The 32-year-old was sanctioned by the sport's governing body after an incident in his side's win over Australia in the second Test at Hobart last week, where television footage appeared to show him "applying saliva and residue from a mint or sweet, an artificial substance, to the ball in an attempt to change its condition".
Although he was found guilty of the charge, he escaped a ban, instead receiving a fine for 100 per cent of his match fee and he will lead the Proteas in the third Test in Adelaide later this week, where his side are chasing a 3-0 series whitewash.
However, he remains irked by the ICC's decision, which was delivered by match referee Andy Pycroft.
"I still completely disagree with that," he told a press conference at the Adelaide Oval. "I feel like I've done nothing wrong....it's not like I was trying to cheat or anything.
"For me (ball tampering) is picking the ball, scratching the ball. Shining the ball, I think all cricketers would say, is not in the same place.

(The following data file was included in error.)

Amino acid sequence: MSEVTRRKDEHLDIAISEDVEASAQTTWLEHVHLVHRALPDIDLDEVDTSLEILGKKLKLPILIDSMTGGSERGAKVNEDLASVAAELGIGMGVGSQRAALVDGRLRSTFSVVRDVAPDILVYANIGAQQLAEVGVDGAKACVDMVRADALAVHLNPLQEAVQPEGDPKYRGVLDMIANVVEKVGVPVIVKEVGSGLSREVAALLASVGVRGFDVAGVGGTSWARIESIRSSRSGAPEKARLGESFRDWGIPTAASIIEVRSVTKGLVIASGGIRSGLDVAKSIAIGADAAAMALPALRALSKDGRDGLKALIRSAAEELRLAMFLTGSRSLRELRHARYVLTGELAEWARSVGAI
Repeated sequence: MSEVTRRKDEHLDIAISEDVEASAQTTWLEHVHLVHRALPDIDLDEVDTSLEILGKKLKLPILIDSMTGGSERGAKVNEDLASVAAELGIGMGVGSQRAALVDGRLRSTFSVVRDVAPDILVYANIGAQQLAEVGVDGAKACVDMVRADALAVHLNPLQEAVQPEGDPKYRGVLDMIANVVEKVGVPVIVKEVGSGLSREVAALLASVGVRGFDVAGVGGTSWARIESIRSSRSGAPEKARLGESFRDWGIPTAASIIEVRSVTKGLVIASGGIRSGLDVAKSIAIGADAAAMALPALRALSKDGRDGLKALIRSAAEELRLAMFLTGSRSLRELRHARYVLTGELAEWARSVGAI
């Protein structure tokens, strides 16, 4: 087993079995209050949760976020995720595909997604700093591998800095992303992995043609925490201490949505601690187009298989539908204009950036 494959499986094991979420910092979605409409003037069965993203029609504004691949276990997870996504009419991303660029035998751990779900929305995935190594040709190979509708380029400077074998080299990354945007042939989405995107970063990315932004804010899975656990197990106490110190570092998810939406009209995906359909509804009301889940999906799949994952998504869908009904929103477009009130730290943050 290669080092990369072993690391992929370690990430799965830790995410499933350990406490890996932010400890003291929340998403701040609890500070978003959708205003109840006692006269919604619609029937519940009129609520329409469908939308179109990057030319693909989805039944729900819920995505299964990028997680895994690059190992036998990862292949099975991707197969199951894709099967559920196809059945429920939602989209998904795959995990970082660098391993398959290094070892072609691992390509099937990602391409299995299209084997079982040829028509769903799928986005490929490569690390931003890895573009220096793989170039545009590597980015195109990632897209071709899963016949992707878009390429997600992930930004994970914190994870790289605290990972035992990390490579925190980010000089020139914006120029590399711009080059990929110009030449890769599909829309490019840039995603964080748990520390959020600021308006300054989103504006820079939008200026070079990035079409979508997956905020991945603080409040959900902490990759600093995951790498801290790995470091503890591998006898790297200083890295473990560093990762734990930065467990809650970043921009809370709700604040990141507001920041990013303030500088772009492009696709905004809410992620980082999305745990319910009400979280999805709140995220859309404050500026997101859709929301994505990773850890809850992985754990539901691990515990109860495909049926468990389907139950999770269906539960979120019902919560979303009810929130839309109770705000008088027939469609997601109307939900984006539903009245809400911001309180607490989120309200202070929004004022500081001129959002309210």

"I think it's such a grey area in the laws of cricket and I think it's something now will be looked at.
"I just think it's opened up a can of worms going forward.
"The term 'cheat' has been thrown around and that's something I don't take a liking too.
"I felt I've been nothing wrong. I was shining the cricket ball. I've done it my whole career. To make such a big thing of it, I think it was just blown out of proportion by everyone."
Cricket South Africa have stood by their captain, who is deputising for the injured AB De Villiers, and will await the written findings of Pycroft before deciding whether to appeal the verdict.
A statement by CSA chief executive Haroon Lorgat said: "At this stage we have advised Faf to reserve his position as regards the match referee's finding and wait for the full reasons of his decision before deciding his next step.
"Faf is obviously disappointed by the decision and I can understand that. In fairness to both him and the ICC, this is an unprecedented case involving unique issues of policy, science and performance that need to be carefully considered at the highest levels within the game.
"There are also other issues relating to fair and just process, interpretation of the rules and, importantly, the consistent application of the code of conduct that need to be considered."